ENTERPRISE – With help from a friend, and the ability to borrow some very good equipment from his old employer in Alaska, a professional surveyor who recently retired to Enterprise has settled a long-simmering dispute concerning our highest peaks in the Wallowa Mountains.
Henceforth, let it be known that Sacajawea, and not the Matterhorn, is the Wallowas’ highest peak. Surveyor Eric Stahlke does allow, however, that Sacajawea’s claim doesn’t appear all that secure going forward through geologic time.
Before Stahlke settled the argument over which of the two peaks is highest, a few other facts about Sacajawea and the Matterhorn were beyond dispute: In addition to being the two highest mountain peaks in the Wallowa Mountains, they are the sixth and seventh highest mountain peaks in Oregon, as well as the two highest non-volcanic mountain peaks in the state.
According to Stahlke, the Wallowa Mountains are unique in the sense that they are one of the few mountain ranges in the United States that have never been accurately surveyed. The first elevation measurements were based on barometer readings which pegged Sacajawea and the Matterhorn with nearly equal heights at slightly over 10,000 feet. For much of the latter 20th century many maps listed the Matterhorn as the highest peak at 9,845 feet. This elevation is cited by Fred Barstad in his book “Hiking Oregon’s Eagle Cap Wilderness.”
However, in 1990, a newly issued USGS provisional quad map turned the tables and listed Sacajawea Peak as the highest, at 9,838 feet, with the Matterhorn shown 12 feet lower at 9,826 feet.
The 1990 USGS elevation listing, though accepted as Gospel by many, was disputed by others. The reason for doubt is that USGS spot elevations depicted on quad maps have been traditionally measured by photogrammetric methods utilizing high altitude imagery. This method results in estimated elevations which can be fairly close to the truth, depending on circumstances. However, uncontrolled photography, such as exists in the Wallowa Mountains, must be bridged by multiple photographs across long distances, thus accuracy is reduced and can be as much as 10 or 20 feet off.
This state of affairs impressed Stahlke, who, with his wife Laurel, moved to Enterprise from their home in Alaska in 2012. While the move was intended to coincide with his retirement from the profession, Stahlke has continued to work for his longtime employer, Tanana Chiefs Conference, a non-profit Tribal Corporation in Fairbanks, helping TCC cope with heavier-than-expected workloads.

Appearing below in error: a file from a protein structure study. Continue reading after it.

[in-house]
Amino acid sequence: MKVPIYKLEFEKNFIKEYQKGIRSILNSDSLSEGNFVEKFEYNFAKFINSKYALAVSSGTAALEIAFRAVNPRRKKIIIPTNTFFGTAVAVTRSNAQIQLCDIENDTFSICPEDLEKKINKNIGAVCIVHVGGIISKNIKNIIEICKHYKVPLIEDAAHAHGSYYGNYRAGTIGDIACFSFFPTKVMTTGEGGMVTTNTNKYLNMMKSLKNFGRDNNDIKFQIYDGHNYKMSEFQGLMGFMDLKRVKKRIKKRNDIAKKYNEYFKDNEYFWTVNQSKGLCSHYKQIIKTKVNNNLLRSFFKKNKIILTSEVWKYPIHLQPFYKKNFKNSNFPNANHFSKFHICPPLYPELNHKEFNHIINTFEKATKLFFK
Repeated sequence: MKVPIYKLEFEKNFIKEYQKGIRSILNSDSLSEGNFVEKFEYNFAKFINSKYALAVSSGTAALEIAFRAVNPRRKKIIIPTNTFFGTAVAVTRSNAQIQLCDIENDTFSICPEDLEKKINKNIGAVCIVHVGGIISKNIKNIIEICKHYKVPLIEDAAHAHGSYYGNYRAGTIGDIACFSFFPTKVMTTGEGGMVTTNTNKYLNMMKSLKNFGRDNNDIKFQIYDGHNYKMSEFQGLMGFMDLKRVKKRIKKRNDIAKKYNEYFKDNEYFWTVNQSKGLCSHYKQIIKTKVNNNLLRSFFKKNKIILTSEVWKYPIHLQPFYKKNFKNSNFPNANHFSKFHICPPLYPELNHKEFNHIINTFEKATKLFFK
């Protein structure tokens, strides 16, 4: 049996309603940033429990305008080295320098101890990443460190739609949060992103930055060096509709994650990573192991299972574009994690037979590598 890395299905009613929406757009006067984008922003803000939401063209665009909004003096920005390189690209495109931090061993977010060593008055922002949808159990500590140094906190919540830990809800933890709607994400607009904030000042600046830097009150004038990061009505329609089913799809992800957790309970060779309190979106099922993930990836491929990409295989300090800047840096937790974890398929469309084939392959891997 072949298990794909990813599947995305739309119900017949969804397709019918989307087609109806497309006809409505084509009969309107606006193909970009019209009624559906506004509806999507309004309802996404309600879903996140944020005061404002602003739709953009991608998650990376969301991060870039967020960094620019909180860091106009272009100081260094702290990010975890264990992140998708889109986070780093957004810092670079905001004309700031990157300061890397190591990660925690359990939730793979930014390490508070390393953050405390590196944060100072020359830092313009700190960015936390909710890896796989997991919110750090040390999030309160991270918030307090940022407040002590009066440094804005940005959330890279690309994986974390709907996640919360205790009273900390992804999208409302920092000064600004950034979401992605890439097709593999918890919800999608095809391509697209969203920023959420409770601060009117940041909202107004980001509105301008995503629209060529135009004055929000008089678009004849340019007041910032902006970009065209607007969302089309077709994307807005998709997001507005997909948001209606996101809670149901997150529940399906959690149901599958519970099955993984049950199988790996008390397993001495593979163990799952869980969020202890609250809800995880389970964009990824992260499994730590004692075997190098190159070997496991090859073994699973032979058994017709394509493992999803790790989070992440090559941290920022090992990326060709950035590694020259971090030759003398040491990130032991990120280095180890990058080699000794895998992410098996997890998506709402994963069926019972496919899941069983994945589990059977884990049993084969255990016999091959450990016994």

As survey manager, Stahlke supervises three field crews working in the Alaska bush in performance of boundary surveys mandated by the Alaska Native Claims Settlement Act (ANCSA). He stays in touch with his bush crews by satellite phone while he works on computations and platting from a home office in Enterprise.
The Alaska surveying season is very short due to the extreme cold and darkness of sub-arctic winters. Much of the expensive and sophisticated GPS survey equipment used to perform this work remains idle during the long off-season. When the crews returned to Fairbanks in mid-September of this year, it occurred to Stahlke to make use of some of this idle survey equipment to settle the Matterhorn-Sacajawea elevation dispute.
A crate packed with high-precision Leica dual frequency GPS receivers was soon on its way to Enterprise. Stahlke nevertheless was able to summit the Matterhorn with the survey equipment on Sept. 19, where he collected data from U.S. and Russian navigation satellites for a period of 2.5 hours. Networking with NGS CORS stations (continuously operating precision GPS receivers used to monitor movement of Earth’s tectonic plates), and checking the result with simultaneous measurement from a second Leica receiver operating in his driveway in Enterprise, a new elevation of the Matterhorn was computed with a mathematical precision of less than two centimeters. The result was 9,834.8 feet, almost nine feet higher than estimated by USGS.
The measurement of Sacajawea Peak would have to wait, though, because the following day nearly two feet of heavy snow fell on the upper elevations of the Wallowas. Deep snow makes packing the survey equipment to the summit a difficult proposition in the limited daylight of approaching winter. It looked like the measurement would have to wait till the fall of 2014.
A month of relatively warm weather followed, however, averting the feared year-long delay. Much of the snowpack that was exposed to the sun had melted, so the pair of climbers decided to give it another try. Setting up a base camp in Thorp Basin, Stahlke and Bottman were able to climb to the summit of Sacajawea on Oct. 26 and collect the required two hours of data needed for a precise elevation measurement.
The result after processing the data: Sacajawea is indeed the highest mountain in the Wallowas, measuring 9,843.7 feet, six feet higher than previously thought, but only nine feet higher than the Matterhorn. “Probably a temporary distinction,” says Stahlke. “The summit of Sacajawea is pretty fragile, composed of loose talus and fractured bedrock, and likely to erode much faster than the Matterhorn, whose summit is as solid as the Rock of Gibraltar.”
There are 29 other peaks over 9,000 feet in the Wallowas. None of these have been accurately surveyed for elevation. “I’m looking for new hobbies,” says Stahlke, “and for a retired surveyor who enjoys hiking, and who has fallen in love with the Wallowa Mountains, this is very tempting.”